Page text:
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The ballad is also known as Bonnie Jeannie o Bethelnie. It is an ancient Scottish air that was first published circa 1768. The words here (referring to Glenogie rather than Glenlogie) were published in Scottish Minstrel.
This ballad is Child Ballad #238.
One of the Child versions (he has nine of them) names Glenlogie as John of the "gay Gordons" and Jean as Jeany Melville - a seventeen year old. The story line is the same.
For a complete list of Child Ballads at this site go to Francis J. Child Ballads.
Three score o' nobles rade up the King's ha'
But bonnie Glenogie's the flow'r o' them a'
Wi' his milkwhite steed and his bonnie black e'e,
"Glenogie, dear mither, Glenogie for me!"
"Haund your tongue, dochter, there's better than he"
"O say na sae, mither, for that canna be;
Tho' Doumlie is greater and richer than he,
Yet if I maun tak' him, I'll certainly dee."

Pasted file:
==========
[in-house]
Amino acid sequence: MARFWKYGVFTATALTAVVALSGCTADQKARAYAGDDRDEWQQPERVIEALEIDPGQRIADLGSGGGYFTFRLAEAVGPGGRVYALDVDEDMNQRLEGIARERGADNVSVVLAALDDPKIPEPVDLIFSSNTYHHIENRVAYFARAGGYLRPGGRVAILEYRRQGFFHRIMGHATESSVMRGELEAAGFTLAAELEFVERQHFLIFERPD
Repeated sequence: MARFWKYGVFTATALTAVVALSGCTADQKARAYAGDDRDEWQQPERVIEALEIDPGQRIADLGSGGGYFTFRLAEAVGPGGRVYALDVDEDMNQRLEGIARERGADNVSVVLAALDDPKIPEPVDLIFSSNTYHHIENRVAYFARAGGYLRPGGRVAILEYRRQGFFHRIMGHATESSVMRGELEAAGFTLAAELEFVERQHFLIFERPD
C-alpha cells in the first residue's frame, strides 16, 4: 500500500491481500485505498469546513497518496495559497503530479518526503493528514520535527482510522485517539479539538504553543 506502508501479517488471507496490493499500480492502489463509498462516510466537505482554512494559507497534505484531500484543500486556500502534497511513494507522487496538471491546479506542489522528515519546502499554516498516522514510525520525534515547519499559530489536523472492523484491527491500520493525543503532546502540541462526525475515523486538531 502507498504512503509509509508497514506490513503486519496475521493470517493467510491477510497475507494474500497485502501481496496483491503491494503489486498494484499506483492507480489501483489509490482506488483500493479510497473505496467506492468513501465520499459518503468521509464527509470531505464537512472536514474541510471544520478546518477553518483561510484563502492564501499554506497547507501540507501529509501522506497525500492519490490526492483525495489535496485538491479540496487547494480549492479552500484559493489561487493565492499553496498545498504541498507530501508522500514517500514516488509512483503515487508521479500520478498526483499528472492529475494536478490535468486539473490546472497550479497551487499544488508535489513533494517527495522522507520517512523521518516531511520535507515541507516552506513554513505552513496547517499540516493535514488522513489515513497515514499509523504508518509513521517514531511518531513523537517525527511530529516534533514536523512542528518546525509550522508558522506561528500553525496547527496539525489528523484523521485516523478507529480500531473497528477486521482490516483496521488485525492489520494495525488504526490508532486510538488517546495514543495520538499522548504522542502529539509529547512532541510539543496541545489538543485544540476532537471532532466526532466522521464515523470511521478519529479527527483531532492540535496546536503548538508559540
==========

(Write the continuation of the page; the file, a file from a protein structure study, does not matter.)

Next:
"There is, Glenogie, a letter for thee,
O there is, Gleogie, a letter for thee!"
The first line he look'd at, a licht lauch lauched he,
But ere he had read thro't tears blinded his e'e.
Then to Glenfeldy's but sma' mirth was there,
An bonnie Jean's mither was tearin' her hair,
"Ye're welcome, Glenogie, ye're welcome, quo' she,
"Ye're welcome, Glenogie, your Jeanie to see."
Pale and wan was she when Glenogie gae'd ben,
But rosy red grew she when e'er he sat doun;
She turned awa' wi' a smile in her e'e.
"O dinna fear, mither, I'll maybe no dee!"
Seventy Scottish Songs
Information From Scottish Ballads
See Bibliography for full information.
Additional information From The Traditional Ballad Index